Saturday, January 5, 2013

Road Subsidies

Who Pays to Maintain Our Roads?

Odometer rolling over
 ~ Washington, like many other states, imposes a fee on owners of automobiles when they relicense their cars. The amount of the fee varies. It can be a flat fee, or it can depend on such things as the weight of the vehicle, its value, or its age. As a usage fee, however, none of these well correspond to the actual cost of suffering that vehicle's wear and tear on roads, the purpose to which those fees are generally put. The fee for operating the car does not correspond to the actual expense to repair and maintain that infrastructure.

The Washington State Transportation Committee may change that, however, as they prepare to recommend a scheme that calculates fees based on impacts:
Instead of relying on a gas tax, motorists may one day be charged by how many miles they drive.


Vehicles are becoming more fuel efficient or running entirely on electricity. Also, people are driving less, either due to the weak economy or because they're shifting to other travel modes, such as mass transit.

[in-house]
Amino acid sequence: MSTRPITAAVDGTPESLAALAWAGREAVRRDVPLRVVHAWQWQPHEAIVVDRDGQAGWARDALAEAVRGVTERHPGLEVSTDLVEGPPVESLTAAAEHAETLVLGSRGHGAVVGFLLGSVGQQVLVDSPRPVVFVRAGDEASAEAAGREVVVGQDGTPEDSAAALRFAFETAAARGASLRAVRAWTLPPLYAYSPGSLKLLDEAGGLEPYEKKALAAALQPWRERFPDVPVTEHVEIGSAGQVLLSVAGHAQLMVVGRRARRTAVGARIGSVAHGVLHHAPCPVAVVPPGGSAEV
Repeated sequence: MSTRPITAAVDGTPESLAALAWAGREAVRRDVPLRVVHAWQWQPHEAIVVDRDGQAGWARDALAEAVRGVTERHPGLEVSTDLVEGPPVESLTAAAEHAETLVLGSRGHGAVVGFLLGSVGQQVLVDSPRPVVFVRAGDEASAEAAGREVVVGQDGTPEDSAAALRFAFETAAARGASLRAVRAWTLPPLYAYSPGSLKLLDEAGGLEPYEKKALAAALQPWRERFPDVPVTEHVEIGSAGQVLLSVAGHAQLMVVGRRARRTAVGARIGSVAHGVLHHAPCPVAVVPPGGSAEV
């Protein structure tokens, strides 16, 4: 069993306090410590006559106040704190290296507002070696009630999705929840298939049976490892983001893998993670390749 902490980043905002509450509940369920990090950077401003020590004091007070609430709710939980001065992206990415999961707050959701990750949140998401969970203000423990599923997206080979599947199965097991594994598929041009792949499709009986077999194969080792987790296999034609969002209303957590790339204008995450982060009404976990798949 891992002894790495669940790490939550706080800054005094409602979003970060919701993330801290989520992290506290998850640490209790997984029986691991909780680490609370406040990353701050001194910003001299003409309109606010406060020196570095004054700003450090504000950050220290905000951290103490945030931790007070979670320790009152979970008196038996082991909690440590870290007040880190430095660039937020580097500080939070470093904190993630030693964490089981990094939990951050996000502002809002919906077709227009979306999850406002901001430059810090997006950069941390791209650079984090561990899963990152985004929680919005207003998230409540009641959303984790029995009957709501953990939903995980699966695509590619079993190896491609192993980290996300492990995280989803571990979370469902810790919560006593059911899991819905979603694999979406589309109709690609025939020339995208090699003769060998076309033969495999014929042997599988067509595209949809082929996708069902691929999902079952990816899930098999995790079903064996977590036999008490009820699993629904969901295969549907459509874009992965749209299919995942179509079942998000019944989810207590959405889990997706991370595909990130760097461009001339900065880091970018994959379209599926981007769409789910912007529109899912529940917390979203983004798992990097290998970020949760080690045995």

State officials project that as drivers use less fuel, gas tax revenues could fall by more than $5 billion between 2007 and 2023. This is a problem because in Washington, the state gas tax funds 76 percent of all transportation investments.

“The gas tax is simply not sustainable,” state Transportation Commissioner Tom Cowan said.
This is a good idea. People who mostly take public transit, but who own a car and drive it little, end up subsidizing those who use their cars more. All car users subsidize those who drive heavily.

We pay for gas by the gallon, cell phones by the minute, meat by the pound, taxis by the mile, carpet by the yard, and land by the acre. We pay for most things by how much of them we use. We should do the same for our roads and highways.

Cross-posted to the Fare-Free Northwest blog.

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